EMERGENCY MANAGEMENT NEWS NH gov by xeniawinifredzoe


									              EMERGENCY MANAGEMENT NEWS
                  The Monthly Electronic Newsletter of
                 The Bureau of Emergency Management
                      Division of Emergency Services
         N.H. Department of Safety, Richard M. Flynn, Commissioner
                              33 Hazen Drive
                            Concord, NH 03305

                                                                               June 2006

Concord Fire Chief Christopher Pope has been nominated to the newly-created position
of state Director of Homeland Security and Emergency Management. Under legislation
passed this year, Pope will be responsible, if confirmed, for all Homeland Security and
Emergency Management activities of the state and will report to Safety Commissioner
Richard M. Flynn and Governor John Lynch. The legislation splits the existing Division
of Emergency Services, Communications and Management into two new divisions of the
Department of Safety: the Division of Homeland Security and Emergency Management
and the Division of Emergency Communications. Emergency Communications, which
operates the state’s 911 call center, will continue to be headed by Bruce G. Cheney. The
organizational changes take effect on July 1st.

Director-designate Pope has been with the Concord Fire Department since 1977, serving
as a firefighter, division commander, battalion chief and special projects coordinator. He
has served as chief and emergency management coordinator for the past four years. He
recently finished a master’s degree program in National Security Studies from the U.S.
Naval Postgraduate School. A vote on his confirmation is expected on July 19th.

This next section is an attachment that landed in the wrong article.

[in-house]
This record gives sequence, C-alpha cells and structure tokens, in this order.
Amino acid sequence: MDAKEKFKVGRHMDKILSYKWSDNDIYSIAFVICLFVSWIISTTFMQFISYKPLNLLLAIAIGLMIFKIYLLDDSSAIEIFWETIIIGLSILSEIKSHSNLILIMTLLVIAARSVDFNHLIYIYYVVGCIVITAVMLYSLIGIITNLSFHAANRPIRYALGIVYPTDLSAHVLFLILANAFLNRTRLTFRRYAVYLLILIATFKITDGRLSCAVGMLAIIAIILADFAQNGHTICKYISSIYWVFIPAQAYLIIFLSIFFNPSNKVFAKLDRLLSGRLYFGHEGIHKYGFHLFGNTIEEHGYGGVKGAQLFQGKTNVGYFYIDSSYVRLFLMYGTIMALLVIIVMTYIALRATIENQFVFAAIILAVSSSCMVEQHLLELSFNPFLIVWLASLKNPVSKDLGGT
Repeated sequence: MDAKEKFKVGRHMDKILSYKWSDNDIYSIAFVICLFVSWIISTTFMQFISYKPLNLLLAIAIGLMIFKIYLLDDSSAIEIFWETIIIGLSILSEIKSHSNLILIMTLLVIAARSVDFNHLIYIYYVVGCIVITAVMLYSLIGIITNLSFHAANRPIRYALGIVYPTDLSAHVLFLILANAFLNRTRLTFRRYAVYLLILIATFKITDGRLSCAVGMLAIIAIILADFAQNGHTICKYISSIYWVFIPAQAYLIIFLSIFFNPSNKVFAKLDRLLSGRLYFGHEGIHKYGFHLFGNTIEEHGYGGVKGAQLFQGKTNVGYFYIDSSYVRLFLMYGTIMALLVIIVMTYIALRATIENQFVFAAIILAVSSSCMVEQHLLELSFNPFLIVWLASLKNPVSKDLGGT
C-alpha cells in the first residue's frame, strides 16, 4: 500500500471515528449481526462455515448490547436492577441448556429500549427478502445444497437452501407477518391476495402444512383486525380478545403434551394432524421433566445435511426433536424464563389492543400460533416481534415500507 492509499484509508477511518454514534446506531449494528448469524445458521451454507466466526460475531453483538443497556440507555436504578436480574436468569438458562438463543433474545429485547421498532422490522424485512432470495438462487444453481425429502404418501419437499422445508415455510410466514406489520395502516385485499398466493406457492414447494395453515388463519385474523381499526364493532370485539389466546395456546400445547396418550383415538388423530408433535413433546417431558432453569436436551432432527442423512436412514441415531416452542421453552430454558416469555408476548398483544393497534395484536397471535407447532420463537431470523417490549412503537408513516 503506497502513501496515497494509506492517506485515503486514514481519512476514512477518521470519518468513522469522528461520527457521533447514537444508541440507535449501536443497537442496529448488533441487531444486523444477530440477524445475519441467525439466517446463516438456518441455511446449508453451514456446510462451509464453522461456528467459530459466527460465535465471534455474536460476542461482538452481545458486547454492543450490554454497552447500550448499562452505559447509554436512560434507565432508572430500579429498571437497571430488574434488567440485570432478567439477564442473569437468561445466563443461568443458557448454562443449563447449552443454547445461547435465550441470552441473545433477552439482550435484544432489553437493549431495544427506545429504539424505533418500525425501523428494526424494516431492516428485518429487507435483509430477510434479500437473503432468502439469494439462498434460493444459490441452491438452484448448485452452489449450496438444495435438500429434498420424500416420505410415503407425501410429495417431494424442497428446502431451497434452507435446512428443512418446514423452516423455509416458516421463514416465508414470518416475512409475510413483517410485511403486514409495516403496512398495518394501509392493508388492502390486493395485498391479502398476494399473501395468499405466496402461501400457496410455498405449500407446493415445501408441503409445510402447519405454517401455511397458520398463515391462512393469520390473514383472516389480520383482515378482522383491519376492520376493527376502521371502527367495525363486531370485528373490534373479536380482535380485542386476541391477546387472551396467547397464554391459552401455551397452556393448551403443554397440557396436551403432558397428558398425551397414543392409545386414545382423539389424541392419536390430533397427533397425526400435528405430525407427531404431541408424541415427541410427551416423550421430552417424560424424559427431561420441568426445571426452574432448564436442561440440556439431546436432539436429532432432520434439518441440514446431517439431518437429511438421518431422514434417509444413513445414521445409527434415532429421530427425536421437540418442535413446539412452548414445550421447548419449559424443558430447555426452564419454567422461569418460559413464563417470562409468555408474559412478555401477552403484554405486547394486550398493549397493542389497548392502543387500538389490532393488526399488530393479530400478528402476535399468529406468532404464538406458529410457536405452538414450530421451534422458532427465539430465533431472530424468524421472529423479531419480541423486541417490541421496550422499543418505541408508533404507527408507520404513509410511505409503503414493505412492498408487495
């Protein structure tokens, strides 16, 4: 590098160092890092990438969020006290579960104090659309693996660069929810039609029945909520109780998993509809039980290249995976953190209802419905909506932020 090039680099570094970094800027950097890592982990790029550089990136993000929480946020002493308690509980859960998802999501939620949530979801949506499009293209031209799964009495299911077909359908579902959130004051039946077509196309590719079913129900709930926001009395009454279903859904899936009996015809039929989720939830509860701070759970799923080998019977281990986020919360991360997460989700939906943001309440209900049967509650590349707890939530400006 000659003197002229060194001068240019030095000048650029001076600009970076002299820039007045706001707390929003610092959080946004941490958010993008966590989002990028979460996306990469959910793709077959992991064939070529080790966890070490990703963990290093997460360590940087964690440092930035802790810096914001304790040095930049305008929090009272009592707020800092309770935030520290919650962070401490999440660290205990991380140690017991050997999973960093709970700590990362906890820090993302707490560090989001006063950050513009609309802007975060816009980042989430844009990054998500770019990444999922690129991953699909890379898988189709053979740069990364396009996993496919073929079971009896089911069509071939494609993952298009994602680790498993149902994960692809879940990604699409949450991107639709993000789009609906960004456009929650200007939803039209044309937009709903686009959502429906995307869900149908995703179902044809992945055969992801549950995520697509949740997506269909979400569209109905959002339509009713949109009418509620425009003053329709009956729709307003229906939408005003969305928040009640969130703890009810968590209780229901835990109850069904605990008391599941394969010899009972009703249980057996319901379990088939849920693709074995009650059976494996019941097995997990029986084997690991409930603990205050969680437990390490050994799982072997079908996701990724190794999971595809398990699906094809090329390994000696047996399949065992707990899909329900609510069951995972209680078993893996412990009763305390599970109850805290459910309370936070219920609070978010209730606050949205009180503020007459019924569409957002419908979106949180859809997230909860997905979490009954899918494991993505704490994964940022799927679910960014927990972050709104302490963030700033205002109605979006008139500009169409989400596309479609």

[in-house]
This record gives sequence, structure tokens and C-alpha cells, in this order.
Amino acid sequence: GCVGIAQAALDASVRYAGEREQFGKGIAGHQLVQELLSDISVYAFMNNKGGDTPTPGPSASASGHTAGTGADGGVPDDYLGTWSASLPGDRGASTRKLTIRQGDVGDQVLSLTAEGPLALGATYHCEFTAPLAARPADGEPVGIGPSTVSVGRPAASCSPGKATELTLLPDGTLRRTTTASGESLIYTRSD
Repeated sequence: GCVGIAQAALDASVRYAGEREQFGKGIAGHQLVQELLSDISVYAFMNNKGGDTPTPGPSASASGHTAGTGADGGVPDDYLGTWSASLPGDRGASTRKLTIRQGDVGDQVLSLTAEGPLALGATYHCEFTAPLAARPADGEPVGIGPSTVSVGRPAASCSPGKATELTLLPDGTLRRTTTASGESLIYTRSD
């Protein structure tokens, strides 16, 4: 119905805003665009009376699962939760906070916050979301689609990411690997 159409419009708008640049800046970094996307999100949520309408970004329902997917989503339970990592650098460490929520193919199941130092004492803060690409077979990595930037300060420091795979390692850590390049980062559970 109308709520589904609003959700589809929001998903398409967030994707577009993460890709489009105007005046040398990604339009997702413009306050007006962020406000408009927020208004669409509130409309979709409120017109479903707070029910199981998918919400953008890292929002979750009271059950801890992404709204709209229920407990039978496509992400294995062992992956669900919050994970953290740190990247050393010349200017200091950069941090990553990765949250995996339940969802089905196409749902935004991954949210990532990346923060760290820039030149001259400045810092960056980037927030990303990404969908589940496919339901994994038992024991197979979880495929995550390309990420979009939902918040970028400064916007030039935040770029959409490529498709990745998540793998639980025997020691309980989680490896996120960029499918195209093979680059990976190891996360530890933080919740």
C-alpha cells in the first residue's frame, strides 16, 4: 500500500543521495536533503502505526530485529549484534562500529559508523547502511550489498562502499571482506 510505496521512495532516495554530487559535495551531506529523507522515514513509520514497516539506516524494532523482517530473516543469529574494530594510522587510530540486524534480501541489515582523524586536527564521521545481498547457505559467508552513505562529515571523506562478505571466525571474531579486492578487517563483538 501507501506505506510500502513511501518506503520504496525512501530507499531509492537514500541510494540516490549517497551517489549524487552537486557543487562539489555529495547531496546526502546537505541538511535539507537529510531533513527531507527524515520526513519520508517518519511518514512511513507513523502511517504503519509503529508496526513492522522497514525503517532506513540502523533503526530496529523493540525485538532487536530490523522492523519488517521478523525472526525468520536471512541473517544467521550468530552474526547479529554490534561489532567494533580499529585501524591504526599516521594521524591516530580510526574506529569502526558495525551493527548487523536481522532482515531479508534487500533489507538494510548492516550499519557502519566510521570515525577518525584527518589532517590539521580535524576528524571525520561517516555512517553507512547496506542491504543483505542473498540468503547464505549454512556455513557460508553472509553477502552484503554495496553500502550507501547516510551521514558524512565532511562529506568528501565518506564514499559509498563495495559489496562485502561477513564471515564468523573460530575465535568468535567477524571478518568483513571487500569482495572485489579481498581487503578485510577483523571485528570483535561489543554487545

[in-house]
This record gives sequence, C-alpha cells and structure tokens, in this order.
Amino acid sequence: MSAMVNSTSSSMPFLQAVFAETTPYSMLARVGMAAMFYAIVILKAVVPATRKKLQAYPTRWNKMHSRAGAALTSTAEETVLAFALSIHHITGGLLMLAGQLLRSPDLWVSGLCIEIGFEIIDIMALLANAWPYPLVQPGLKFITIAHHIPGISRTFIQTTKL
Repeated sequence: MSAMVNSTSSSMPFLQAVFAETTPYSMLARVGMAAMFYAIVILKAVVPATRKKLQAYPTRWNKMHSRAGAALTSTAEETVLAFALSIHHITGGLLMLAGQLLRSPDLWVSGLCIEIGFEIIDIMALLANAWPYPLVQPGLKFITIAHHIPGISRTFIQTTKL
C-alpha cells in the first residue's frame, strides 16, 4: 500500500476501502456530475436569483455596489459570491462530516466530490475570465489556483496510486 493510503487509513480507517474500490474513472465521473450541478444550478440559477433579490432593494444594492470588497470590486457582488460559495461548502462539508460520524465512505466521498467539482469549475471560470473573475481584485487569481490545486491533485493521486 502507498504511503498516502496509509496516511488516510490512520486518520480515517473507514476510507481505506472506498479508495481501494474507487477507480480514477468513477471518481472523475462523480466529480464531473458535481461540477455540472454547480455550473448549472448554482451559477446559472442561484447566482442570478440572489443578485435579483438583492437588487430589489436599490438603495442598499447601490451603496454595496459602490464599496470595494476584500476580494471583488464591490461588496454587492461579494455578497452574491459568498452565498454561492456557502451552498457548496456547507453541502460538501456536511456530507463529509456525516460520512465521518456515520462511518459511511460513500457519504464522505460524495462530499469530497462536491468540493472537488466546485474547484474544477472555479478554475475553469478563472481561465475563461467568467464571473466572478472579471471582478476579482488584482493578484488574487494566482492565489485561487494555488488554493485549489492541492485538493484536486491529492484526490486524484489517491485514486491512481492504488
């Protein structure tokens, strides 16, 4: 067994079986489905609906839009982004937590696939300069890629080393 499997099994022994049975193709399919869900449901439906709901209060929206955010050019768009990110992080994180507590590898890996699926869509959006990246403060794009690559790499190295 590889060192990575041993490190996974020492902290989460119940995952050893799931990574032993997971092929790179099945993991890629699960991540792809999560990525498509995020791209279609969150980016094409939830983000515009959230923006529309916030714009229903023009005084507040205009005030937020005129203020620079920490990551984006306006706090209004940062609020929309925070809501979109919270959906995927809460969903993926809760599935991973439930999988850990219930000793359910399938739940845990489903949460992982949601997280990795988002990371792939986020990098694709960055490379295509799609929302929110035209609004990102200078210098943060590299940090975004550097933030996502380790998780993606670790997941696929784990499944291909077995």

FLOOD RECOVERY EFFORTS CONTINUE – A month after the May floods that
devastated more than 100 New Hampshire communities across the state, recovery efforts
are continuing. Disaster Recovery Centers remain open in Concord, Raymond,
Manchester and Rochester, staffed by personnel from the Community Action Programs
and the Small Business Administration. FEMA personnel also staffed the centers until
June 16th. As of that date, FEMA had approved $7.7 million in flood aid to 3,800 N.H.
applicants. New Hampshire received Presidential Disaster Declarations for Individual
Assistance and Public Assistance for Belknap, Carroll, Hillsborough, Merrimack,
Rockingham and Strafford counties. Grafton County was approved for Public Assistance
on June 21st.

Local emergency management directors can help people in their communities by urging
them to apply for flood aid, which is available from a variety of federal, state and other
sources. If they have not yet done so, flood victims should call FEMA to register at 1-
800-621-FEMA or on line at www.fema.gov, and then go to the closest Disaster
Recovery Center to apply.

DRCs are located at:

   •   Community Action Program of Belknap/Merrimack County, Inc.
       2 Industrial Park, Concord, 225-6880

   •   Rockingham Community Action Inc. of Greater Raymond
       Jedediah Brown Homestead, 55 Prescott Road, Raymond, 895-2303

   •   Southern N.H. Services, Inc., of Hillsborough County
       160 Silver Street, Manchester, 668-8010, ext. 6147

   •   Strafford County Community Action Committee Inc.
       Rochester Community Center, 150 Wakefield Street, Rochester, 332-3963

MOLD IS SERIOUS POST-FLOOD HEADACHE – In addition to pumping out
flooded basements and repairing and replacing damaged property, flood victims should
be concerned about the growth of mold in their homes. Mold can grow on damp surfaces
and can cause serious respiratory, eye and skin problems. Flood-damaged properties
should be dried out as quickly as possible and surfaces where mold has appeared should
be thoroughly cleaned or removed. Further information on mold is available from the
N.H. Department of Environmental Services at www.des.nh.gov/BEOH and from BEM
at www.nhoem.state.nh.us.

Staff from FEMA and BEM provided information on a variety of flood-related topics to
consumers at and all-day information booth at Lowe’s in Epping on June 17th.They
provided one-stop shopping for information on flood clean-up, mold removal, flood